The central plank of Bernanke's magic recovery plan has been to get everybody back borrowing, spending, and "investing" in stocks, bonds, and other financial assets.  But not equally so, as he has been instrumental in distorting the landscape towards risk assets and away from safe harbors.

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  • Podcast

    David Stockman: We’ve Been Lied To, Robbed, and Misled

    And we're still at risk of it happening all over again
    by Adam Taggart

    Saturday, March 30, 2013, 4:42 PM

    19

    David Stockman, former director of the OMB under President Reagan, former US Representative, and veteran financier is an insider's insider. Few people understand the ways in which both Washington DC and Wall Street work and intersect better than he does.

    In his upcoming book, The Great Deformation, Stockman lays out how we have devolved from a free market economy into a managed one that operates for the benefit of a privileged few. And when trouble arises, these few are bailed out at the expense of the public good.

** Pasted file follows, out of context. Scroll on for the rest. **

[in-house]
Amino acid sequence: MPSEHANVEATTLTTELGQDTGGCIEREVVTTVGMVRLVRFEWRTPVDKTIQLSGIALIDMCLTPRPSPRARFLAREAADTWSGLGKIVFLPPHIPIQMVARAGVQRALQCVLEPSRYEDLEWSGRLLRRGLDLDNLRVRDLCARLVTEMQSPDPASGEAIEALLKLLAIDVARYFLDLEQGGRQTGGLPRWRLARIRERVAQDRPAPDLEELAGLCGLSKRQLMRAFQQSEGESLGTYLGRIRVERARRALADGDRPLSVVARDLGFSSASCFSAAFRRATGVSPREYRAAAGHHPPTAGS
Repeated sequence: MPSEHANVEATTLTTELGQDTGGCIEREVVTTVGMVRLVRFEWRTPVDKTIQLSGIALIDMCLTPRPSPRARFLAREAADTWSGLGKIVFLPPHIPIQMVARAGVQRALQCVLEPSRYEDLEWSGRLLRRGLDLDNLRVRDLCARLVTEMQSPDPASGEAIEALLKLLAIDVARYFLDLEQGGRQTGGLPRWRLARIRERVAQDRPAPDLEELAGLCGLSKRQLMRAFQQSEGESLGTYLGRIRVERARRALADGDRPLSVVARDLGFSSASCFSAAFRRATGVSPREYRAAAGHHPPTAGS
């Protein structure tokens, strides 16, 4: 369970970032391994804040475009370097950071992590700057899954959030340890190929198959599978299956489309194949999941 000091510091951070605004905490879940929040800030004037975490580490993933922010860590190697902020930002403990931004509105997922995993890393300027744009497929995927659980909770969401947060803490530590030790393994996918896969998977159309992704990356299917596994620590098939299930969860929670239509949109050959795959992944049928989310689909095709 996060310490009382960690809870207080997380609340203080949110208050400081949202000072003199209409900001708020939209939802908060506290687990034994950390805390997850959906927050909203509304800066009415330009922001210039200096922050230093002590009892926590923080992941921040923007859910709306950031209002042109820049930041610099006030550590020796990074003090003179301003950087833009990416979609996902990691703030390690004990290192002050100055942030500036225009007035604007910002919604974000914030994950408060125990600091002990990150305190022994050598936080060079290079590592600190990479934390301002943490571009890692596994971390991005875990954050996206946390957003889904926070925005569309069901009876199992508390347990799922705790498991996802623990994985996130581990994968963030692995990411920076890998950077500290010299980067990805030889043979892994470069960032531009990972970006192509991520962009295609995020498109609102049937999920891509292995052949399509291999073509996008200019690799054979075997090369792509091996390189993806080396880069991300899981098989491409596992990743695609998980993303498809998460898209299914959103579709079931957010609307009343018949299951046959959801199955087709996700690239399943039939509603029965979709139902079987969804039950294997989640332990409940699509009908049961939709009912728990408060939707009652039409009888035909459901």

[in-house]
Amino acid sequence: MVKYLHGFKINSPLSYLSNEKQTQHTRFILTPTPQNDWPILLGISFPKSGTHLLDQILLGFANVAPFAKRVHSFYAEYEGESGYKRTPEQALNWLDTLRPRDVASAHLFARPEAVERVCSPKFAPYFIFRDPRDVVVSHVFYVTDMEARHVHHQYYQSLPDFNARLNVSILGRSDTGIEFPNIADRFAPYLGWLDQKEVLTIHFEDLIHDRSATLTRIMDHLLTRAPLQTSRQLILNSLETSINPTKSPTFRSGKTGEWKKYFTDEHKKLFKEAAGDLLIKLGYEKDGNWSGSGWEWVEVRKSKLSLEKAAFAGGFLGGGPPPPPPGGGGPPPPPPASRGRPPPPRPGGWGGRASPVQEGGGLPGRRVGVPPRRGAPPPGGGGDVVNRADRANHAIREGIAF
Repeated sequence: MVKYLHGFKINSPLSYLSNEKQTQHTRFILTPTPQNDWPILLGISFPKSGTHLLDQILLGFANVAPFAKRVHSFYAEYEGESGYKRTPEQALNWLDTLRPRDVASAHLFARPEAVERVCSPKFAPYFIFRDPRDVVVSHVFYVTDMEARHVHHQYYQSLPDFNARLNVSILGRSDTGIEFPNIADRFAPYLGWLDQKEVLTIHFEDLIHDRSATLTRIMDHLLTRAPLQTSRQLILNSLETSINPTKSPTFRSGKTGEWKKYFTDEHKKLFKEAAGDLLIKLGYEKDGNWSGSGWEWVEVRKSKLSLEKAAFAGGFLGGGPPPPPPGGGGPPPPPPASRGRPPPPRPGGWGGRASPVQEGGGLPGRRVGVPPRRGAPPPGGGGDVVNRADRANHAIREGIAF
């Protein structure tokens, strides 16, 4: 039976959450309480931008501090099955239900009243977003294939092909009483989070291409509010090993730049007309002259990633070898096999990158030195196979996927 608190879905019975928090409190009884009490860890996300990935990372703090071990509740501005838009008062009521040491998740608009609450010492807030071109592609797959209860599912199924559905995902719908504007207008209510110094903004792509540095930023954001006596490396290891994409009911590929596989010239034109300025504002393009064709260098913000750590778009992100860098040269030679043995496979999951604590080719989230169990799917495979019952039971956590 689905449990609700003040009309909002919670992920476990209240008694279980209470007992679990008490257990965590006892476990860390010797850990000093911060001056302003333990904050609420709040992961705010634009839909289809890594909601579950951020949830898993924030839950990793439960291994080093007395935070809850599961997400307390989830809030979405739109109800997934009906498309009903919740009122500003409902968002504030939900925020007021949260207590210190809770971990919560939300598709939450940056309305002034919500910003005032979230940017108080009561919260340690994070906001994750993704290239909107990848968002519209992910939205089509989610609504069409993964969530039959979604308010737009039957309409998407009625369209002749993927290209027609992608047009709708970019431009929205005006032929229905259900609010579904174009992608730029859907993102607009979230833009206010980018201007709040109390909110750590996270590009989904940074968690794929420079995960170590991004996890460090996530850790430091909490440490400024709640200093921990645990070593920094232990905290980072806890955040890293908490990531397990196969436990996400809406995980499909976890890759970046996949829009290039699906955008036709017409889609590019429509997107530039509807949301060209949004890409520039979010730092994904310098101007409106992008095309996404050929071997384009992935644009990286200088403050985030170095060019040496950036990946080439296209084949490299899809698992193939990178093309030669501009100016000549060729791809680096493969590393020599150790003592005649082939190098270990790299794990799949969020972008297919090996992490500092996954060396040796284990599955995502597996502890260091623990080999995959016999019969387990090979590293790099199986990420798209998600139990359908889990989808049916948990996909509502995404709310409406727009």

By manipulating the price of money through sustained and historically low interest rates, Greenspan and Bernanke created an era of asset mis-pricing that inevitably would need to correct.  And when market forces attempted to do so in 2008, Paulsen et al hoodwinked the world into believing the repercussions would be so calamitous for all that the institutions responsible for the bad actions that instigated the problem needed to be rescued — in full — at all costs. 

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  • Insider

    How the Market Failure Will Happen

    Get out or get short
    by Chris Martenson

    Thursday, February 28, 2013, 3:34 PM

    53

    Executive Summary

    • The central-planning Status Quo will fight to the bitter end in order to keep stock and housing prices elevated
    • HFT algorithms dramatically increase the odds of immediate "air pockets" in stock prices
    • Persistently high gasoline prices are choking economic growth